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Every summer
I listen and look
under the sun’s brass and even
in the moonlight, but I can’t hear

anything, I can’t see anything—
not the pale roots digging down, nor the green stalks muscling up,
nor the leaves
deepening their damp pleats,

nor the tassels making,
nor the shucks, nor the cobs.
And still,
every day,

the leafy fields
grow taller and thicker—
green gowns lifting up in the night,
showered with silk.

And so, every summer,
I fail as a witness, seeing nothing—
I am deaf too
to the tick of the leaves,

the tapping of downwardness from the banyan feet—
all of it
happening
beyond all seeable proof, or hearable hum.

And, therefore, let the immeasurable come.
Let the unknowable touch the buckle of my spine.
Let the wind turn in the trees,
and the mystery hidden in dirt

swing through the air.
How could I look at anything in this world
and tremble, and grip my hands over my heart?
What should I fear?

One morning
in the leafy green ocean
the honeycomb of the corn’s beautiful body
is sure to be there.

“Little Summer Poem Touching the Subject of Faith” by Mary Oliver, from West Wind. © Houghton Mifflin, 1997. Reprinted with permission.

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Does the road wind up-hill all the way?
Yes, to the very end.
Will the day’s journey take the whole long day?
From morn to night, my friend.

But is there for the night a resting-place?
A roof for when the slow, dark hours begin.
May not the darkness hide it from my face?
You cannot miss that inn.

Shall I meet other wayfarers at night?
Those who have gone before.
Then must I knock, or call when just in sight?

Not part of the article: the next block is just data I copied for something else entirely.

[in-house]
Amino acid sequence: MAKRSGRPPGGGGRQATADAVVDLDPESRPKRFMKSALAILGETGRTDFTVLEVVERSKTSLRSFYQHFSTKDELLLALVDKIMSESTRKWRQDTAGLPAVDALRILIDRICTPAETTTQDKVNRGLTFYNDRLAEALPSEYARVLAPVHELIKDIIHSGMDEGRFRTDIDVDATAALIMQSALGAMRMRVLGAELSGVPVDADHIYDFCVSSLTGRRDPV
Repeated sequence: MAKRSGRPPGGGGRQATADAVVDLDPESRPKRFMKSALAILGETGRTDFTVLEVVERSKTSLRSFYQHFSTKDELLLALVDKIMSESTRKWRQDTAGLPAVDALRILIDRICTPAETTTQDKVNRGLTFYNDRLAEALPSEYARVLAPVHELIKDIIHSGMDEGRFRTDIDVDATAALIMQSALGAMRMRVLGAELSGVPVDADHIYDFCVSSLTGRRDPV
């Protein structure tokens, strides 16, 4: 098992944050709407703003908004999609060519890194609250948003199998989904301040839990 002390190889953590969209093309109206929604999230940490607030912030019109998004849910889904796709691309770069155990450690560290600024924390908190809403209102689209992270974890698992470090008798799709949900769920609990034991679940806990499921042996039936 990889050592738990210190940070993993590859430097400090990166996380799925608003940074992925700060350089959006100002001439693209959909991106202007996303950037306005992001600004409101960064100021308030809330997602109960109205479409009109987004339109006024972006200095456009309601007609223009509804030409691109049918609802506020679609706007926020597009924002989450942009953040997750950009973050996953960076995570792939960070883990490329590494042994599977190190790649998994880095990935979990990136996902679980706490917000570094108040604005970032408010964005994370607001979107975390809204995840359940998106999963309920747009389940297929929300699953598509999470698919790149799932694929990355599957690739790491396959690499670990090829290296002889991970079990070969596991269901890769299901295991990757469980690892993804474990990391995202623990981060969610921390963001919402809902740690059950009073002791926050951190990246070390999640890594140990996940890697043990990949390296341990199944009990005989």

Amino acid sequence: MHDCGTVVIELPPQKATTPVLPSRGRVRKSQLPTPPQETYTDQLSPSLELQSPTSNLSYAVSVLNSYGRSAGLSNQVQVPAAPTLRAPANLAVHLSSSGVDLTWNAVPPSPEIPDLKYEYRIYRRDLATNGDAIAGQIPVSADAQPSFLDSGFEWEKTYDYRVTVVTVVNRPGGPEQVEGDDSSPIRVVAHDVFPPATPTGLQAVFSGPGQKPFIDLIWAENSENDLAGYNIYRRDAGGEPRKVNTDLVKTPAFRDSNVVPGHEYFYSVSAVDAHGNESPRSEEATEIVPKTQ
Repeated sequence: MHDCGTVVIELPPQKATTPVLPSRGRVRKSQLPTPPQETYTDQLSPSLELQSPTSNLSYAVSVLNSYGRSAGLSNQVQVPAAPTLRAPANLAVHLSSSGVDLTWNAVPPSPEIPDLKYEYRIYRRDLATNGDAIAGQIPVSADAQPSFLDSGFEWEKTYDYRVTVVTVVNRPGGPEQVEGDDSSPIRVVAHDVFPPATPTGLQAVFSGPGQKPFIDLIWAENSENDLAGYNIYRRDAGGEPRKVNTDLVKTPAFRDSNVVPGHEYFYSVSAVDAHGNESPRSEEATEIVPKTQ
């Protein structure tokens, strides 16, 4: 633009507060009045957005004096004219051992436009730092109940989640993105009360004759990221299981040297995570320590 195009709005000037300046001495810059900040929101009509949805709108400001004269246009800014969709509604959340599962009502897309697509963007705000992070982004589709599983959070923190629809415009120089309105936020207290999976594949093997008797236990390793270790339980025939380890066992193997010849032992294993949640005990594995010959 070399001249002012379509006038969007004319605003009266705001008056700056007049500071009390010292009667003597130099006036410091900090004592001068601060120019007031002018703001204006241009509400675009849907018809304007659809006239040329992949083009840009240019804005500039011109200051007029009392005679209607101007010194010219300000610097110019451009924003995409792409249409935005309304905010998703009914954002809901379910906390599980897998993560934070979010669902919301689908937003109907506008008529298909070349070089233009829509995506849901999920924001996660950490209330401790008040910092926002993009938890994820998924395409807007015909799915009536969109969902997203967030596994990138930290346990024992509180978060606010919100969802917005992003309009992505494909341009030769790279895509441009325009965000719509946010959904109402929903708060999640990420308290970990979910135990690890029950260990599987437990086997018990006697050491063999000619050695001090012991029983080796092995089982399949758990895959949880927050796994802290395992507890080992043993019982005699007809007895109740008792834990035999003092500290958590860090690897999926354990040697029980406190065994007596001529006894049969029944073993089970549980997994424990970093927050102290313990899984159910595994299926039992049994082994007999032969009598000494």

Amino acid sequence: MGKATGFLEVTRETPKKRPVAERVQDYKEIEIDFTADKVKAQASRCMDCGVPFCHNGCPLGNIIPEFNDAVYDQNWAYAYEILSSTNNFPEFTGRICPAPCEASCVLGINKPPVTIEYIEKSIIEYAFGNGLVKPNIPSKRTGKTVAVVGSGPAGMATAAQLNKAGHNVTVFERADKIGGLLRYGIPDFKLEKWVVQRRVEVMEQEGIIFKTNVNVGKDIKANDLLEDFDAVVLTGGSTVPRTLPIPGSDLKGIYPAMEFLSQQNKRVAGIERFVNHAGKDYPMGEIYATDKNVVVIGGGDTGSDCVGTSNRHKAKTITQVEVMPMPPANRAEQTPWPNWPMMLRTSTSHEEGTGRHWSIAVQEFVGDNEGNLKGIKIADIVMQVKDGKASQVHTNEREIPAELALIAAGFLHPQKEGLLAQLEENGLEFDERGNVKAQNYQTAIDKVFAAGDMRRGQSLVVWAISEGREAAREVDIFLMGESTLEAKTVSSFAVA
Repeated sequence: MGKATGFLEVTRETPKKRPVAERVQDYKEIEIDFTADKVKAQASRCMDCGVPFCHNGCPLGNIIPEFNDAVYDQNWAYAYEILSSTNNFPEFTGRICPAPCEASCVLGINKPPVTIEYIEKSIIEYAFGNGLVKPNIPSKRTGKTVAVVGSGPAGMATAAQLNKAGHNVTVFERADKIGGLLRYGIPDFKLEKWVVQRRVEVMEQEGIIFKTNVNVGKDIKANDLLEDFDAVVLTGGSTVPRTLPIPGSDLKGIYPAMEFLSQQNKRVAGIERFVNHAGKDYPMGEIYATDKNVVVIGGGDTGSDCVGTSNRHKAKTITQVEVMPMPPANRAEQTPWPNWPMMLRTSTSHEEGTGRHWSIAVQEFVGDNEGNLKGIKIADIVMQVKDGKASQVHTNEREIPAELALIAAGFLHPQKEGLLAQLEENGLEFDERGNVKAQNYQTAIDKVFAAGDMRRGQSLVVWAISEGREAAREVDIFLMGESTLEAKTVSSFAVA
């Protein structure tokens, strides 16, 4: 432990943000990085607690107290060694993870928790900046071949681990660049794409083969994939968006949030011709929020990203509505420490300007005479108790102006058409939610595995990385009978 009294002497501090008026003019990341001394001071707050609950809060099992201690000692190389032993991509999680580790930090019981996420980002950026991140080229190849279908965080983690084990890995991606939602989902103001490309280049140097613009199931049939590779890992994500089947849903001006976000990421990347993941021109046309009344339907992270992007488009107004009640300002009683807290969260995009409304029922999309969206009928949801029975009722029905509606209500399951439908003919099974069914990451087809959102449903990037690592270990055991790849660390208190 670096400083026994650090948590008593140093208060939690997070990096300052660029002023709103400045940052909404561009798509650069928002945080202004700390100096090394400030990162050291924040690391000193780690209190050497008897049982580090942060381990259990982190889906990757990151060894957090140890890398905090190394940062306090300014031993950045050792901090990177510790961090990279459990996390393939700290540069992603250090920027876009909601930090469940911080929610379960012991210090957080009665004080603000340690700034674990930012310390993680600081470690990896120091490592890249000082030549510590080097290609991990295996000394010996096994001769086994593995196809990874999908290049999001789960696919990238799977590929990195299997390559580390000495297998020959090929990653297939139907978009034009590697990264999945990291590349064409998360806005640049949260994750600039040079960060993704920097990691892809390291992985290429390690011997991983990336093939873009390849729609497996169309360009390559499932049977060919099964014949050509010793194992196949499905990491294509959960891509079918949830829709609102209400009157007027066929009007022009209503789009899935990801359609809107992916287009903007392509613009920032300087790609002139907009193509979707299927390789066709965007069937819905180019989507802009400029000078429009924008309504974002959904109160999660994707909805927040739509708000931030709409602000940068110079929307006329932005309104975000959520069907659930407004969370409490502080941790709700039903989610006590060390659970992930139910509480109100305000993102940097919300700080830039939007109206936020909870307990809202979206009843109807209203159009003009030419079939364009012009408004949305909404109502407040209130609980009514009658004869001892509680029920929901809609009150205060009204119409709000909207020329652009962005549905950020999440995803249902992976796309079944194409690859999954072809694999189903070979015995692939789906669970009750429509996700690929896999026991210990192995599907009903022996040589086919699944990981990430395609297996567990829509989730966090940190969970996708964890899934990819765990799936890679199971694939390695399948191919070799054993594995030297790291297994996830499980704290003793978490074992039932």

They will not keep you waiting at that door.

Shall I find comfort, travel-sore and weak?
Of labour you shall find the sum.
Will there be beds for me and all who seek?
Yea, beds for all who come.

“Up-Hill” by Christina Rossetti, from Poems. © Everyman’s Library, 1993. Reprinted with permission.

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One of my favorite poems by a Rossetti.  Promise of strength for the journey, and a reward at the end.  Most poignant right now as I think my grandfather may be coming to the end of his journey…

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The Fall Almost Nobody Sees

by David Budbill

Everybody’s gone away.
They think there’s nothing left to see.
The garish colors’ flashy show is over.
Now those of us who stay
hunker down in sweet silence,
blessed emptiness among

red-orange shadblow
purple-red blueberry
copper-brown beech
gold tamarack, a few
remaining pale yellow
popple leaves,
sedge and fern in shades
from beige to darkening red
to brown to almost black,
and all this in front of, below,
among blue-green spruce and fir
and white pine,

all of it under gray skies,
chill air, all of us waiting
in the somber dank and rain,
waiting here in quiet, chill
November,
waiting for the snow.

“The Fall Almost Nobody Sees” by David Budbill, from Happy Life. © Copper Canyon Press, 2011. Reprinted with permission.

This is the Minnesota fall, the fall that disappointed me for the first few years until I learned to appreciate the more subtle colors of prairie grasses and brush.  Not the flamboyant joy of a New England autumn, but a graceful slow sink into the hush of winter.

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This is as far as the light
of my understanding
has carried me:
an October morning
a canoe built by hand
a quiet current

above me the trees arc
green and golden
against a cloudy sky

below me the river responds
with perfect reflection
a hundred feet deep
a hundred feet high.

To take a cup of this river
to drink its purple and gray
its golden and green

to see
a bend in the river up ahead
and still
say
yes.

“Midlife” by Julie Cadwallader-Staub. Reprinted with permission of the author.

As much as I love the woods and water, I have yet to learn this lesson.  Maybe I need to memorize this poem…